Wires and cables help design teams add electronic features and functions, but networks and wiring harnesses add a fair amount of weight while their connections can be the cause of failures. That’s prompting developers to examine ways to reduce the size and weight of wires and cables.
TechNavio market researchers expect global automotive wiring harness market revenue to see an average of about 7% compound annual growth through the almost completed 2011-2015 time frame. Design teams struggling to meet fuel efficiency and cost requirements want to rein in expansion in wiring, which continues to grow as more electronic modules are added.
“OEMs are trying to drive down cost and weight by reducing the size of the wiring harness and the number of electrical connections,” said Anil Sondur, Vice President of Tata Elxsi. “As the value and volume of electronics goes up, there’s a huge drive to consolidate devices and bus systems.”
However, it’s challenging to reduce wiring. For example, engine and transmission controllers must communicate with each other as powertrain designers strive to keep engines running in their sweet spot. That sometimes requires specialized wiring.
“When separate, data sharing between the engine and transmission is essential; a dedicated serial data bus is becoming a requirement when handling the critical communications that must occur,” said Donna Haiderer, Global Chief Engineer for Engine Controls at General Motors.
Next-generation powertrains and advanced safety systems will probably use a range of buses and networks to handle the many pieces of data collected from sensors and related systems. That means that centralized controllers will have to handle a range of communication protocols.
“It is expected that there will be a growth in gateway modules that can translate data into a variety of formats and mediums while protecting the integrity and priority of the data,” said Brian Daugherty, Visteon’s Associate Director of Advanced Development and Intellectual Property.
While network selection is a major factor in wiring, it’s far from the only consideration. Design teams are turning to secondary 48-V battery systems as vehicles employ electric motors for steering and braking while also using more high-power electronic features and functions such as stop-start. Cabling could be a factor in this trend since connections to these higher-powered architectures can be made with lighter wiring harnesses.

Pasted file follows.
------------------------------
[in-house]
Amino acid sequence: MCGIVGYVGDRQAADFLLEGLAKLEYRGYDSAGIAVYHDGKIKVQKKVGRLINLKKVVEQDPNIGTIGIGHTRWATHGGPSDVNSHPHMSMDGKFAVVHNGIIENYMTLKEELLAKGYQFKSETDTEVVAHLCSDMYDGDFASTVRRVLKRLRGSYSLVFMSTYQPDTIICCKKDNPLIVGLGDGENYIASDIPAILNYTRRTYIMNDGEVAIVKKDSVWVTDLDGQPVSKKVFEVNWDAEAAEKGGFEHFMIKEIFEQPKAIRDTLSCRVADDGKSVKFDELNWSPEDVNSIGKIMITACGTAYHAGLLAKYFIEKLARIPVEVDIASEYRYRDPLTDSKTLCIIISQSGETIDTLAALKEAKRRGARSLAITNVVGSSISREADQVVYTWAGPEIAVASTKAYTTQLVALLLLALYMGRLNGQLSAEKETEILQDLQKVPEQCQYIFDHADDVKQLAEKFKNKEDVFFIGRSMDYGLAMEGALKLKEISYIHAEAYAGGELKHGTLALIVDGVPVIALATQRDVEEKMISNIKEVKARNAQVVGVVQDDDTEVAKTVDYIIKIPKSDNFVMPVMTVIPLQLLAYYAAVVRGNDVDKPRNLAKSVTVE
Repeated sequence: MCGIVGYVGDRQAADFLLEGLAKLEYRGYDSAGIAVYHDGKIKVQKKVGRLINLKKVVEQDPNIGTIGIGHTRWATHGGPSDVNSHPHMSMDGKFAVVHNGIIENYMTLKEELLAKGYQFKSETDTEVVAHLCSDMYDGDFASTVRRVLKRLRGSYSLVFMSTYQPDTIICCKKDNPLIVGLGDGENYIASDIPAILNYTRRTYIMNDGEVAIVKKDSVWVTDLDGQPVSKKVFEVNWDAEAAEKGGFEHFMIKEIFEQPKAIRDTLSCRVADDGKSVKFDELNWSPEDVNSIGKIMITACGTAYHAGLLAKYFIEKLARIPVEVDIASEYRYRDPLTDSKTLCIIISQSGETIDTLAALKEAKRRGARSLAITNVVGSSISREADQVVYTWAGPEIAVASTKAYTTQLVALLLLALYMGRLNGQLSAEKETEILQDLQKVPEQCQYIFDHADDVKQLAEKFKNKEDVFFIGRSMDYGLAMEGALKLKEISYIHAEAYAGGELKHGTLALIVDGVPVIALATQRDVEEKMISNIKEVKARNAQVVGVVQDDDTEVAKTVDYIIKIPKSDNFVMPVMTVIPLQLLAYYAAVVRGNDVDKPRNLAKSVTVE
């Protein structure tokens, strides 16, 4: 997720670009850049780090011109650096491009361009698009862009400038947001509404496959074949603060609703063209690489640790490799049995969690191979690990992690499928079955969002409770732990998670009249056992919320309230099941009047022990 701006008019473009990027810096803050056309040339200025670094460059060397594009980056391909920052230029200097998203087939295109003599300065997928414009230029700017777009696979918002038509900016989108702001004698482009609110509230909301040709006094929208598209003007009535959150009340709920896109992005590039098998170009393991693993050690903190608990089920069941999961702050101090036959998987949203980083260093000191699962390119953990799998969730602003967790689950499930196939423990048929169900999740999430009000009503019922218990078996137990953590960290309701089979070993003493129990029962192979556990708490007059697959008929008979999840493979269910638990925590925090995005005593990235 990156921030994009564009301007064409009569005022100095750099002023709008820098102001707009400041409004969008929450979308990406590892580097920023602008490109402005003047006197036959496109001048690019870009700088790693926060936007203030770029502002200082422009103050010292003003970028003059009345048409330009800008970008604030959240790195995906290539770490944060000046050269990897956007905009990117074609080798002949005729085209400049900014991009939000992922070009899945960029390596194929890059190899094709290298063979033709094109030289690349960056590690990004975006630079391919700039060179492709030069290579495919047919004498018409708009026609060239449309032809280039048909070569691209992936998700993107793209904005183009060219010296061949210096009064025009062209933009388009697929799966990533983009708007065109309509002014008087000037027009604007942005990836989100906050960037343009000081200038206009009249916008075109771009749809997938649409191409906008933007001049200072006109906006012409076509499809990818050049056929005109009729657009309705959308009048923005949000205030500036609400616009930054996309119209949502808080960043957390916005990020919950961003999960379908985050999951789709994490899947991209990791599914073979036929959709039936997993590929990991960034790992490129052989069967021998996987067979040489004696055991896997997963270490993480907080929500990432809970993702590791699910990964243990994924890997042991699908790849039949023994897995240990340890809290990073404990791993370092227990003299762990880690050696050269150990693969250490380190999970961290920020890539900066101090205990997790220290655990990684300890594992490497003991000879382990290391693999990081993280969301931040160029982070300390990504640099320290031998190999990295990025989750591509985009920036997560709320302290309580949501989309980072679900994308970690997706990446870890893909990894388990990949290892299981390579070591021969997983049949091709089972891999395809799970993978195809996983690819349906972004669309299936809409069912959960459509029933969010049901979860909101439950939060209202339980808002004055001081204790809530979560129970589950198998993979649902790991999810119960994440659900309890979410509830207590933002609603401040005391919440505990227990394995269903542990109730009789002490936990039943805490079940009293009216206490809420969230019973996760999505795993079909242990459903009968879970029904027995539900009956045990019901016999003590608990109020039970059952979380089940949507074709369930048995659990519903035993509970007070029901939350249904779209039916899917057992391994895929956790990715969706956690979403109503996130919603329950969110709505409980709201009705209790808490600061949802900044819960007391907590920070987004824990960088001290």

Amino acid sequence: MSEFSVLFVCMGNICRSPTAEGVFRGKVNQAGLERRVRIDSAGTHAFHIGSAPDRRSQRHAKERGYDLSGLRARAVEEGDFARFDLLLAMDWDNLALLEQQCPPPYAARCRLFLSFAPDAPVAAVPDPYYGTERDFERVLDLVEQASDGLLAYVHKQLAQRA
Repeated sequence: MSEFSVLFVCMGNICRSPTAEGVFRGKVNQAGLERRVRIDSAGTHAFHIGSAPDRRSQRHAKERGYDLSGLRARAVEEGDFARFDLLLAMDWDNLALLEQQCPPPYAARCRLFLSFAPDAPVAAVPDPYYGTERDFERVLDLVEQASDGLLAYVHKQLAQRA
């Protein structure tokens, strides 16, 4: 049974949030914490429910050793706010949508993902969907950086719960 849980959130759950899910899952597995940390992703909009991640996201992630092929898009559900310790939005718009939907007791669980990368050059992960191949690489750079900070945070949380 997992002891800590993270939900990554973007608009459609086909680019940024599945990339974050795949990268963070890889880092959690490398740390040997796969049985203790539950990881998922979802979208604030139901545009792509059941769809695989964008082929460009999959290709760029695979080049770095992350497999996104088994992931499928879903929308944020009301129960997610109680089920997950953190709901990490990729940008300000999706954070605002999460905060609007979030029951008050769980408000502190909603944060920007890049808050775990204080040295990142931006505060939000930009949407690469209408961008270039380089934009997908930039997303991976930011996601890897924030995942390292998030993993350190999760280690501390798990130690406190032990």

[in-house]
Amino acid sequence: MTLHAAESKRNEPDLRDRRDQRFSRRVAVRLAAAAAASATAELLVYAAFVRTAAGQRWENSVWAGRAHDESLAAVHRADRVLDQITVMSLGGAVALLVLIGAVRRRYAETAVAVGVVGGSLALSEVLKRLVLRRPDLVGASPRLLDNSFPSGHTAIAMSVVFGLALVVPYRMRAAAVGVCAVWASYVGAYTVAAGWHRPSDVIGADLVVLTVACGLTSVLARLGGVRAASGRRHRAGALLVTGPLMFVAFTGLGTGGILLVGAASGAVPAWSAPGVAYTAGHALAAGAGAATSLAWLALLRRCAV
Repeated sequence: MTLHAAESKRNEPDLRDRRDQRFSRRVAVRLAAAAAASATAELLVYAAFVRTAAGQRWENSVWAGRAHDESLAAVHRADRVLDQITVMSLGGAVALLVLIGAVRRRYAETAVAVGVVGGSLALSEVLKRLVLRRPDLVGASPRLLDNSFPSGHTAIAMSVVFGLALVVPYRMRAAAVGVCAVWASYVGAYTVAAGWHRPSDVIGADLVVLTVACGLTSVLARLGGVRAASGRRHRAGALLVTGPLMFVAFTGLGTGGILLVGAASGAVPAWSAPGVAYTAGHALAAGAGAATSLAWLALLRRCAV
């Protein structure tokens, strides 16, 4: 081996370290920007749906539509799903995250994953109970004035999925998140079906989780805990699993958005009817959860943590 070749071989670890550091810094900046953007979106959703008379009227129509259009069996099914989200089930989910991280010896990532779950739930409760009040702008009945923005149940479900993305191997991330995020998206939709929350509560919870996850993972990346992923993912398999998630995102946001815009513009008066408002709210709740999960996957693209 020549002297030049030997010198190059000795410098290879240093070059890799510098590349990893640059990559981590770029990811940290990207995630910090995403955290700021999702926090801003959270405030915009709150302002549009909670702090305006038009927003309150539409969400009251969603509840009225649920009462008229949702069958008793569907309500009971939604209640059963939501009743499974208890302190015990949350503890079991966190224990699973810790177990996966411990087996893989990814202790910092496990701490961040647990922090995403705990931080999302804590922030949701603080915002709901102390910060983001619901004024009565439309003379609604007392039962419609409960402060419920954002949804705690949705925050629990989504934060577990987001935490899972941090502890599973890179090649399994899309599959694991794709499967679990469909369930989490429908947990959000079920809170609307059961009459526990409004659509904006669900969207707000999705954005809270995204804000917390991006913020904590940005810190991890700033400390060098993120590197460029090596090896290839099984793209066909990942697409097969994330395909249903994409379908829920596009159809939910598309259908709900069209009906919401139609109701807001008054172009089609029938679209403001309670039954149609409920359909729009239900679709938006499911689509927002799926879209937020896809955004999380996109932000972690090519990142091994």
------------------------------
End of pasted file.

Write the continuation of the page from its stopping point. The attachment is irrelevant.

“Cable sizes are dramatically smaller with 48-V systems,” said Pat Hunter, Automotive Systems Marketing at Texas Instruments.
Wireless communications are also getting some attention for applications that aren’t mission critical. It’s being considered for simple systems, marking a change from years past when wireless was generally viewed with disdain.
“Wireless sensors are being looked at in areas that aren’t safety related like door locks and mirror adjustments,” Hunter said. “They also fit well in high vibration areas because cables can disconnect. Wireless lets you get rid of connectors and reduce the size and weight of the wiring harness.”
Many of the biggest cabling changes will occur in networks, where product developers are trying to stem the growth in the number of CAN (controller area network) buses used in vehicles. Some vendors are moving to Ethernet and FlexRay. Others are focused on CAN FD, a new version that provides an enhanced data link layer protocol that allows data frames up to 64 bytes compared instead of the current maximum of 8 bytes.
“CAN-FD is the next step evolution of conventional CAN where NXP expects to quadruple the data exchange rate up to 2 Mbit/s,” said Klaus Reinmuth, Senior Director Segment Marketing Automotive & Transportation at NXP Semiconductors. “In addition, there is a significant improvement in message length with a 64-byte frame, which will benefit especially the streaming of data like software updates and downloads. Extended sensor data (vectors with a time relation) coming from gasoline direct injection and hybrid-electric vehicle requirements will find a perfect landing place in these longer frames.”
While CAN will maintain a role in many areas, many suppliers envision a central backbone that sends data to and from the many systems and sensors that share data. That technique is expected to see more use as vehicles offer more autonomy, which requires many systems to work together to avoid accidents.
“People are talking about using Ethernet or FlexRay as a backbone that is used with a domain controller,” Sondur said. “Domain controllers centralize things into one main controller and a number of smaller controllers.”
Some suppliers feel a singular architecture may serve better than a multiplicity of networks. Ethernet Audio Video Bridging (AVB) will work well for cameras, radar, and other sensors. It may also be used to connect controllers.
“FlexRay may play a role, but most sensors seem to be converting to Ethernet AVB,” said Andy Gryc, Senior Automotive Product Marketing Manager for QNX Software Systems. “CAN has served admirably, but I kind of hope it will fade away.”
In powertrains and many system functions, determinism is at least as important as raw performance. Determinism can help ensure that data arrives on time and that engineers can meet functional safety requirements set by standards like ISO 26262.
“FlexRay and Ethernet have significant increased bandwidth over current networks and bandwidth is expected to increase over time,” said Jeff Owens, Delphi’s Chief Technology Officer. “The elements for deterministic data or time stamping can be included. As an example, see the development of Ethernet AVB standards. As functional safety, ISO 26262, continues to be deployed, combinations of traditional networks and these newer high speeds will be implemented to provide the necessary safety and redundancy.”